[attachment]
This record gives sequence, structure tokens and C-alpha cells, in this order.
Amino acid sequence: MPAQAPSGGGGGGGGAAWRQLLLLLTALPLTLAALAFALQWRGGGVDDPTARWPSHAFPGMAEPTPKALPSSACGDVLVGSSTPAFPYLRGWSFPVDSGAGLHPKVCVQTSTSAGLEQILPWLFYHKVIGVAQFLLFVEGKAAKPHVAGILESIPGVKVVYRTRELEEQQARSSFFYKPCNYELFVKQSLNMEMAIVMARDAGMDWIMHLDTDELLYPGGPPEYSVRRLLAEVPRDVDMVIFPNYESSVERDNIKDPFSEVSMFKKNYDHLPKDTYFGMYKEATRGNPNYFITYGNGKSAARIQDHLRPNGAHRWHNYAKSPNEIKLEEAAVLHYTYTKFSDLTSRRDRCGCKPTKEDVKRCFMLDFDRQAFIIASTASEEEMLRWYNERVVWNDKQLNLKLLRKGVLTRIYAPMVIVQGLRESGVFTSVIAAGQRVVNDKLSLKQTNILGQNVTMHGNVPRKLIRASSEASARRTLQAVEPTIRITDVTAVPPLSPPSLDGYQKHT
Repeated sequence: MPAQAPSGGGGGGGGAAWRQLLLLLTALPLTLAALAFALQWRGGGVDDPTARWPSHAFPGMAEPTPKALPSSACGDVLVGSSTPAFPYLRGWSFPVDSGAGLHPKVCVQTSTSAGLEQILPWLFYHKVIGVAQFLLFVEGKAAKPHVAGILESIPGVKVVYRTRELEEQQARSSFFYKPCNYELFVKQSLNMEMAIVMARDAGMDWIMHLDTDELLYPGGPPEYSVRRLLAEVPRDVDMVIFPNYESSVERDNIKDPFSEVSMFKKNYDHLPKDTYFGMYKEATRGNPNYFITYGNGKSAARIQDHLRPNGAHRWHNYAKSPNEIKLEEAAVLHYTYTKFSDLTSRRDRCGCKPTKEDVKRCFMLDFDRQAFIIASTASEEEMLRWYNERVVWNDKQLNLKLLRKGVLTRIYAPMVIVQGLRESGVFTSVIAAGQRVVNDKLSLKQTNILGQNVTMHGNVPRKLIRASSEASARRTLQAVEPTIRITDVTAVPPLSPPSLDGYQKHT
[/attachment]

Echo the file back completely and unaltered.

This record gives sequence, structure tokens and C-alpha cells, in this order.
Amino acid sequence: MPAQAPSGGGGGGGGAAWRQLLLLLTALPLTLAALAFALQWRGGGVDDPTARWPSHAFPGMAEPTPKALPSSACGDVLVGSSTPAFPYLRGWSFPVDSGAGLHPKVCVQTSTSAGLEQILPWLFYHKVIGVAQFLLFVEGKAAKPHVAGILESIPGVKVVYRTRELEEQQARSSFFYKPCNYELFVKQSLNMEMAIVMARDAGMDWIMHLDTDELLYPGGPPEYSVRRLLAEVPRDVDMVIFPNYESSVERDNIKDPFSEVSMFKKNYDHLPKDTYFGMYKEATRGNPNYFITYGNGKSAARIQDHLRPNGAHRWHNYAKSPNEIKLEEAAVLHYTYTKFSDLTSRRDRCGCKPTKEDVKRCFMLDFDRQAFIIASTASEEEMLRWYNERVVWNDKQLNLKLLRKGVLTRIYAPMVIVQGLRESGVFTSVIAAGQRVVNDKLSLKQTNILGQNVTMHGNVPRKLIRASSEASARRTLQAVEPTIRITDVTAVPPLSPPSLDGYQKHT
Repeated sequence: MPAQAPSGGGGGGGGAAWRQLLLLLTALPLTLAALAFALQWRGGGVDDPTARWPSHAFPGMAEPTPKALPSSACGDVLVGSSTPAFPYLRGWSFPVDSGAGLHPKVCVQTSTSAGLEQILPWLFYHKVIGVAQFLLFVEGKAAKPHVAGILESIPGVKVVYRTRELEEQQARSSFFYKPCNYELFVKQSLNMEMAIVMARDAGMDWIMHLDTDELLYPGGPPEYSVRRLLAEVPRDVDMVIFPNYESSVERDNIKDPFSEVSMFKKNYDHLPKDTYFGMYKEATRGNPNYFITYGNGKSAARIQDHLRPNGAHRWHNYAKSPNEIKLEEAAVLHYTYTKFSDLTSRRDRCGCKPTKEDVKRCFMLDFDRQAFIIASTASEEEMLRWYNERVVWNDKQLNLKLLRKGVLTRIYAPMVIVQGLRESGVFTSVIAAGQRVVNDKLSLKQTNILGQNVTMHGNVPRKLIRASSEASARRTLQAVEPTIRITDVTAVPPLSPPSLDGYQKHT